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"Never pay for saves."
It only took two days' worth of games, but Matthew Berry is vindicated yet again as the news of J.J. Putz being put on the DL slowly permeates the fantasy baseball universe with the stench of desperation and longing for the answer to the question: Who will close in Putz's stead?
|Stephania Bell: Prognosis|
Seattle Mariners closer J.J.Putz was placed on the 15-day disabled list with a rib cage injury. The Mariners indicated that Putz felt discomfort on a pitch in the ninth inning of Monday night's game and remained sore afterwards. A subsequent MRI led to the diagnosis of mild costochondritis on Putz' right side.
So what is this costochondritis? Literally, the term describes inflammation (-itis) where the rib (costo) meets the cartilage (chondro) that anchors the rib to the sternum or breastbone. These costochondral joints are located on the front of the trunk and go largely ignored until they are painful. Costochondritis is often associated with a more chronic inflammatory condition, such as a viral infection for instance. It certainly can occur as a result of trauma to the chest, either blunt trauma (such as a motor vehicle accident) or microtrauma from repetitive overuse. For a pitcher, that form of trauma can result from an acute muscle injury, or even an acute strain superimposed on an overuse injury. The bottom line is that this is a painful condition, and everything that causes movement at this joint (yes, including breathing) is painful. Certainly throwing generates significant forces through the rib cage, so even a mild form of inflammation, as is the case with Putz per the Mariners, can result in disabling pain.
The treatment? Nothing fancy here. The primary treatment is rest to allow the inflammation to settle down, perhaps combined with anti-inflammatory medication and modalities such as ice. As is the case with most inflammatory conditions, once the symptoms have settled, the athlete's activity is gradually increased based on tolerance. It can take several weeks for the symptoms to fully resolve, but if indeed Putz's case is mild and was caught early, a two-to-three week absence is reasonable. The other good news here is that this can be, and often is, a one-time occurrence. Assuming no setbacks along the way, Putz should be able to return from this and effectively resume his closing duties for Seattle.
Pulling a closer out of thin air is a lot like medicine. OK, it's nothing like medicine, but the first golden rule doctors and fantasy bullpen managers must live by is the same: First, do no harm. Don't go dumping a top performer like Heath Bell or Jonathan Broxton for a lottery ticket which is just as likely to add half a run to your early-season ERA as it is to net you a handful of saves. However, if you've got the bench room and the intestinal fortitude to step up to the closer roulette, here's who I'm gunning for, in order.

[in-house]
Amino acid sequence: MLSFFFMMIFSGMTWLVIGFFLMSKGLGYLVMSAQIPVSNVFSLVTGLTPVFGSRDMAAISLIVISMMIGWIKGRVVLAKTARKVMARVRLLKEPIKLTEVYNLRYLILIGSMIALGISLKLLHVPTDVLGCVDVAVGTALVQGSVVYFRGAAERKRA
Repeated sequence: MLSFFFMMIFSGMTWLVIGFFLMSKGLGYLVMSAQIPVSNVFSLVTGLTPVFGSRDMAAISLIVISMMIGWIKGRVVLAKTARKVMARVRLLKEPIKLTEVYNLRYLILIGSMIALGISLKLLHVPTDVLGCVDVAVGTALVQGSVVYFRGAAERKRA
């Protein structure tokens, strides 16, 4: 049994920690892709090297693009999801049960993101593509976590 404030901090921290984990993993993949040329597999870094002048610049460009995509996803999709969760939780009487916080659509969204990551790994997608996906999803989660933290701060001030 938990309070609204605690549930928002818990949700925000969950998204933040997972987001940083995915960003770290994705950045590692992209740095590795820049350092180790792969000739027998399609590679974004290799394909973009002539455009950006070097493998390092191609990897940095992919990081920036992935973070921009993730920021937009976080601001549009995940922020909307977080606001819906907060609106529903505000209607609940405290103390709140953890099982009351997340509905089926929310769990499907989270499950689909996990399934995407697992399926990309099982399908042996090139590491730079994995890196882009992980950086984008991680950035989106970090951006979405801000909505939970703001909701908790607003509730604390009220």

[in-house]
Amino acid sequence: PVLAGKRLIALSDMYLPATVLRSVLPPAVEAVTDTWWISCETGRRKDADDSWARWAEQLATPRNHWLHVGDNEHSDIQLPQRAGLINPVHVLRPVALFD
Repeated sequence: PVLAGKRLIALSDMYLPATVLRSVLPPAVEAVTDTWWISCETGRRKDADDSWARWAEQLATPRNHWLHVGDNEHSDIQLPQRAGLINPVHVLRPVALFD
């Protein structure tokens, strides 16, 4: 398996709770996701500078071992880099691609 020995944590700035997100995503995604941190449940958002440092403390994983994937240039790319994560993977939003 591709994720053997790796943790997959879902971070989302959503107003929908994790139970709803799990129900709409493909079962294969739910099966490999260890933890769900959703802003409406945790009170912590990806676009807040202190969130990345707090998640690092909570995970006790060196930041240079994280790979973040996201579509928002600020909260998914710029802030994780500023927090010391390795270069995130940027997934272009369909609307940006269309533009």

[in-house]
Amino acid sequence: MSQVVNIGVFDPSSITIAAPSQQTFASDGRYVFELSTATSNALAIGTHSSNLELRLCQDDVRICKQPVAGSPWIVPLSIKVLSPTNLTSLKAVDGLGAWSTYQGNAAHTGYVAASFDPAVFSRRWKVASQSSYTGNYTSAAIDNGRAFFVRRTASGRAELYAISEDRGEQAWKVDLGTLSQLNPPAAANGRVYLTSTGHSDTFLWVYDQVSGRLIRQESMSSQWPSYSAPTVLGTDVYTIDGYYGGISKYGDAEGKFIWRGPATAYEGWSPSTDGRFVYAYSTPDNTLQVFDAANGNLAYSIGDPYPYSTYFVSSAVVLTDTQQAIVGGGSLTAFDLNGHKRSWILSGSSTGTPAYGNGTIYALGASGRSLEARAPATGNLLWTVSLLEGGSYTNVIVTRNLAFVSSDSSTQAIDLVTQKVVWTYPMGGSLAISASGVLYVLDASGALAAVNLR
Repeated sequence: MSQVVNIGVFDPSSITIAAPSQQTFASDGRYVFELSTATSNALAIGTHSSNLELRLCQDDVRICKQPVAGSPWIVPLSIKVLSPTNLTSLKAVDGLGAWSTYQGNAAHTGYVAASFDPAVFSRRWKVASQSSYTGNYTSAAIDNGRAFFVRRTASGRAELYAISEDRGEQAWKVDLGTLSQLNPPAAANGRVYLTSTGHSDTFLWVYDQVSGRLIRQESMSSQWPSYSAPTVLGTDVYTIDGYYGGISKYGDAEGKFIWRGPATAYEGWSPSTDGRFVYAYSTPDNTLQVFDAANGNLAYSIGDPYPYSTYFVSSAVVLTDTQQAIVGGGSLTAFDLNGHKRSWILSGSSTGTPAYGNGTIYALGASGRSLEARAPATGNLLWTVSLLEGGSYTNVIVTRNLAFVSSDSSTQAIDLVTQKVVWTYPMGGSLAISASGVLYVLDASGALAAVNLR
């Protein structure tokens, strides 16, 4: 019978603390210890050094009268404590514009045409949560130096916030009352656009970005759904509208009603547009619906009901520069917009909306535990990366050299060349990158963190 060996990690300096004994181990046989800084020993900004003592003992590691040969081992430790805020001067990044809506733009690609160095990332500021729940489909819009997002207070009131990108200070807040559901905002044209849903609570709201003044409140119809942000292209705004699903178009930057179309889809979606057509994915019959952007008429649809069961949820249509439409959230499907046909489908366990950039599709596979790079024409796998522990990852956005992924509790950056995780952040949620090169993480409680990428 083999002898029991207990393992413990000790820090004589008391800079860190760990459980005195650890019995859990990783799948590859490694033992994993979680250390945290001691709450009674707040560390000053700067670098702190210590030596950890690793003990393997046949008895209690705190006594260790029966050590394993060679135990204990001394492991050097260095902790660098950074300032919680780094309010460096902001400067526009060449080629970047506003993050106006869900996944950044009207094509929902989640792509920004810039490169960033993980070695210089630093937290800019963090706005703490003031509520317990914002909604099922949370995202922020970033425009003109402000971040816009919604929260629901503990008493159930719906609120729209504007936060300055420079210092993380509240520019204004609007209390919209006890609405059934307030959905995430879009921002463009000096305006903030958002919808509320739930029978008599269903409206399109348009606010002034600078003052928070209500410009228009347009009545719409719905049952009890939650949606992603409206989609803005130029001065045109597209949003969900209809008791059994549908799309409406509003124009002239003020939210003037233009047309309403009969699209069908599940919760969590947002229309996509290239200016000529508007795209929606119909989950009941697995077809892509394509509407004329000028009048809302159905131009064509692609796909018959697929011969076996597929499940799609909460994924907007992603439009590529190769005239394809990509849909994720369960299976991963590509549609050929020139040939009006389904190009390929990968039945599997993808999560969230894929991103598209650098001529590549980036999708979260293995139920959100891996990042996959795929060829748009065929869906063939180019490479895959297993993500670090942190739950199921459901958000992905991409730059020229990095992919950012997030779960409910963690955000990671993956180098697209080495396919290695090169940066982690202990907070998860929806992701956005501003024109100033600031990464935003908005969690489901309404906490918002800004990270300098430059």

Mark Lowe. He has the stuff to close, though he's not overpowering, and you have to be worried about his health, too. He pitched a total of 12 1/3 innings in 2007 due to an elbow that bothered him all year. He had surgery to remove some bone spurs late in the season, and apparently, he's fit. He's also the best option the Mariners have in their major league bullpen right now.
Sean Green. Green has a bit of closer experience, earning 14 saves at Double-A San Antonio in 2005. However, the 53 strikeouts he put up in 68 innings last season were tempered with 34 walks. Then again, Morrow was worse.
Arthur Rhodes. Remember him? He last pitched for the Phillies in 2006 and was, well, terrible. But he's still around, and he's only 36, so he's not quite Jesse Orosco yet. He can still bring the K's, and he has 30 career saves scattered all over his resume. He's Tacoma-bound with the rest of the Rainiers, and the Mariners chose to call up Roy Corcoran instead of him, so he's clearly being held in reserve. Still, I don't think we've seen the last of him.
Chris Reitsma. Now we're digging deep into the desperation bin. This is Cinderella-doesn't-have-a-dress-to-go-to-the-ball stuff, and even though this is fantasy baseball, fairy godmothers are in short supply. However, the Canadian righty, just 30 years old, has been a closer twice in his career -- with Cincinnati and then with Atlanta -- and is bound for Tacoma along with Rhodes. He hasn't accepted the assignment, but it wouldn't surprise anyone if he did, now that the path back to relevance has been made that much clearer. I still wouldn't waste much more than a fifth bench spot in an AL-only league.
Miguel Batista. This was actually Matthew Berry's call, and I heed it only because he was dead on in calling Brett Myers a closer-in-waiting the day he was demoted to the bullpen last season. Batista was pressed into closer duty when the Blue Jays got desperate in 2004 and 2005. It's a long shot that the Mariners would pull a 16-game winner out of the rotation and into the bullpen just to fill the closer role, but if he were to get demoted on his own merit (Editor's Note: Batista did indeed get the save on Wednesday night, but he is still ticketed for the No.5 spot in the rotation.)
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Pete Becker is Senior Editor for ESPN.com Fantasy Games.